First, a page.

I actually think we have made remarkable contributions to these areas, that is not the problem. The problem is that many teacher-librarians do not gather evidence of their successes and take their stories to where the ‘power’ and ‘money’ is. Like all players in the education business we are about improving student achievement. We actually add double value to the school community by also improving teaching.
    We have to stop beating ourselves up and start the movement to change whole school culture around all the pedagogy and strategies that we know work with kids like inquiry learning, critical and creative thinking, social networking etc. School library is not just a place as Joyce reminds us. School libraries are transformational. Teacher-librarians have the potential to lead schools into 21st century learning literacies that have yet to be realized but first we have to demonstrate just how what we do impacts on teaching and learning and how the school library program can help knit together a whole school approach to meet the needs of learning today and in the future.

  3. Carolyn Foote says:

    I think it’s also important that leaders in our field are helping change that “brand” for new teachers and for principals as well.

    If we aren’t speaking at principal’s conferences, or if we aren’t working with new teacher training programs to be sure that information literacy and library collaboration is part of their training, then we are missing the boat.

    We cannot change things, of course, by talking to one another….

    I do agree that libraries are everywhere, and 24/7 because libraries are about connections.

    And I think that we need to work on our partnerships with our technology departments and they also need to work on their partnerships with us, as ALL of our roles are changing to meet the needs of 21st century education.

  4. Wow! There is a lot to think about here. Much of this goes back to the Manifesto you asked us all to contribute to a few months ago, Joyce. What IS the role of a 21st century teacher-librarian? How do we get everyone in our profession on the “same page”? How do we make not only our own T-L colleagues understand what is expected of us in our role, but also classroom teacher colleagues, tech coordinators/specialists and our admin? I think your manifesto is ideally our brand, but I’m not sure how to get all the stakeholders to buy it.

  5. Bianca Brown says:

    I am a third year Education major and found your blog to be quite interesting. I agree that the “library should be a window on students desk”. If technology coordinators, administrators, faculty etc. all work together this could be achieved much easier obviously. Many school libraries clearly still lack the updates to the meet the many advancements in technology linked with reading and research. In the book entitled Chalkbored by Jeremy Schneider, a true advocate for education closely linked with technology, he suggested a concept of distributing e-books to children to have a traveling library of personal and class required reading with them at all times. This would truly make libraries “..just for me, just in time, all the time.” Technology centered ideas such as these coupled with yours should long have been in place toward such a generation of tech savvy children.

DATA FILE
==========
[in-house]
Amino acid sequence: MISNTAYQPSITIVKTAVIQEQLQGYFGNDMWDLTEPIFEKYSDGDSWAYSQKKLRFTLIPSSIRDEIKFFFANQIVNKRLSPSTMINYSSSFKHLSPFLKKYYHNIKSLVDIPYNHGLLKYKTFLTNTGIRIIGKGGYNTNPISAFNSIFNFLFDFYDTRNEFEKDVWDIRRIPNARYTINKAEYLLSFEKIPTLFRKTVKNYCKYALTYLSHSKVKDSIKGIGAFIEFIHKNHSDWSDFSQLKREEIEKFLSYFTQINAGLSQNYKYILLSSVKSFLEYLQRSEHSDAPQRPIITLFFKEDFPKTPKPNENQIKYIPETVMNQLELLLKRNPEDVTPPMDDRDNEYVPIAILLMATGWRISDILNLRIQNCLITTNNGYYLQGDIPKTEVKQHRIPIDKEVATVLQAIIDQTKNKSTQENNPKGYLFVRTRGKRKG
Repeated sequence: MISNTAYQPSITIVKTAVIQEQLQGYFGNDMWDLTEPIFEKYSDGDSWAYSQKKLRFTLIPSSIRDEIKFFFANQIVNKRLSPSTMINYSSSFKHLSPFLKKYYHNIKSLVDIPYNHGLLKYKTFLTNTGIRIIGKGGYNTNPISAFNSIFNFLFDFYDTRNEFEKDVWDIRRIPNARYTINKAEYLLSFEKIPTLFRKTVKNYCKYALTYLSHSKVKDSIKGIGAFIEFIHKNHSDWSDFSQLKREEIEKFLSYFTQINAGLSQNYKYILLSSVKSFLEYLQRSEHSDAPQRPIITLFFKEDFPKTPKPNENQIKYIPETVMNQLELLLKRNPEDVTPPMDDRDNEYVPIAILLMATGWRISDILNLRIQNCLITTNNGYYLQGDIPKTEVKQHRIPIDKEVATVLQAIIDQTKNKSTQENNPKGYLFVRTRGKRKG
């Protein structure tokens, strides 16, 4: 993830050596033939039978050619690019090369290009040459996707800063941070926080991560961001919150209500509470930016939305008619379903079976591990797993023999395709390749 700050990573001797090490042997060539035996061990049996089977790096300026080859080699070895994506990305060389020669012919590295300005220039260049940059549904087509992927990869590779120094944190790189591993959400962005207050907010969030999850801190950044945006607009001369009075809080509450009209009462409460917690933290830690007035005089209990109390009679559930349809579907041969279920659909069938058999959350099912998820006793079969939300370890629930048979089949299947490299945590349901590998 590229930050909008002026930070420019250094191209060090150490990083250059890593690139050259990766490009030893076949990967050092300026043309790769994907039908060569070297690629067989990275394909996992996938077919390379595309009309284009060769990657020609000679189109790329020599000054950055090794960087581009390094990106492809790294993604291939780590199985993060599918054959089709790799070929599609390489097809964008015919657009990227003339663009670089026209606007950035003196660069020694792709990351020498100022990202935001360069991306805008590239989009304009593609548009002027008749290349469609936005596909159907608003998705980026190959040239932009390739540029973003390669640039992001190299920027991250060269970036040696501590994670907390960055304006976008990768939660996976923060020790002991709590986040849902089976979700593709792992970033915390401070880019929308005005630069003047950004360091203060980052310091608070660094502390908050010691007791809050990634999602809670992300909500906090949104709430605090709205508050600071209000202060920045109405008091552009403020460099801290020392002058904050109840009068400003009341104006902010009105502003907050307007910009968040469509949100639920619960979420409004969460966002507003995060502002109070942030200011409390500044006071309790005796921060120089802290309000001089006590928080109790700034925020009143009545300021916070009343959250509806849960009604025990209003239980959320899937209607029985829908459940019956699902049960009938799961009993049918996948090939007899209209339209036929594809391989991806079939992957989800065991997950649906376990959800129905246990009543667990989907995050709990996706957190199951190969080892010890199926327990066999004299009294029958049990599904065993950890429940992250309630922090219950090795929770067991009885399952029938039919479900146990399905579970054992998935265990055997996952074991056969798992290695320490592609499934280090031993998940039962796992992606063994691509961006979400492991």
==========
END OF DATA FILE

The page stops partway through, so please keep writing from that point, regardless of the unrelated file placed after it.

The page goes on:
6. Michael D. says:

    I think one key thing to remember, is that while there are other technology supports in the building, at the heart of our job is communication, we provide a link between people and sources, people and people, educating people how to build those links themselves. In the 21st century EVERYTHING is about communication, in multiple forms whether it’s a blog, podcast, wiki, social bookmark, voicethread, twitter, tumblr, aggregated information, the list goes on.

    An important key to remaining relevant in the 21st century is going to be doing something we’ve always done: Personalizing and tailoring instruction to patron’s individual needs.

    All Web 2.0 tools have in common is that they encourage user independence which seems antithetical to what we do. Our role is that we enable people to maximize their independent learning by packaging the tools in ways they will understand them and use them.

    Sure a technology coach can do a podcast, google apps, or wiki lesson…can they make the link back from these new forms of technology to other sources of information?

    I think part of what is happening is we are being looped into this idea that the web is the end-all be-all and it is inevitable. There will always be information that exists offline, even if it’s connecting one person to another person. We regulate that flow and provide the tools and skills so that people can be wiser, happier, more efficient, and confident in their ability to find and organize information on their own. There is some wisdom in the masses, but not always when it comes to highly specialized information, or controversial information. We are self limiting ourselves if we buy into the hype that google and wikipedia will meet the world’s information needs. There are information needs still, people aren’t aware of what they need though (why we have the reference interview), and when it comes to the internet, they aren’t aware of what they don’t know. So we go out, bring back relevant information, and tailor it to our populations needs. We just need to re-brand ourselves and cast off the idea that books are our only domain. They are important, but there are so many other sources to include now.

  7. One reason school librarians may not have made the impact they wanted is that technology is changing so very rapidly while the school bureaucracy is not. School librarians are trying to turn around the school administration cruise ship and in the meantime the latest technology has already turned its speedboat around and is going in a new direction.

  8. One reason school librarians may not have made the impact they wanted is that technology is changing so very rapidly while the school bureaucracy is not. School librarians are trying to turn around the school administration cruise ship and in the meantime the latest technology has already turned its speedboat around and is going in a new direction.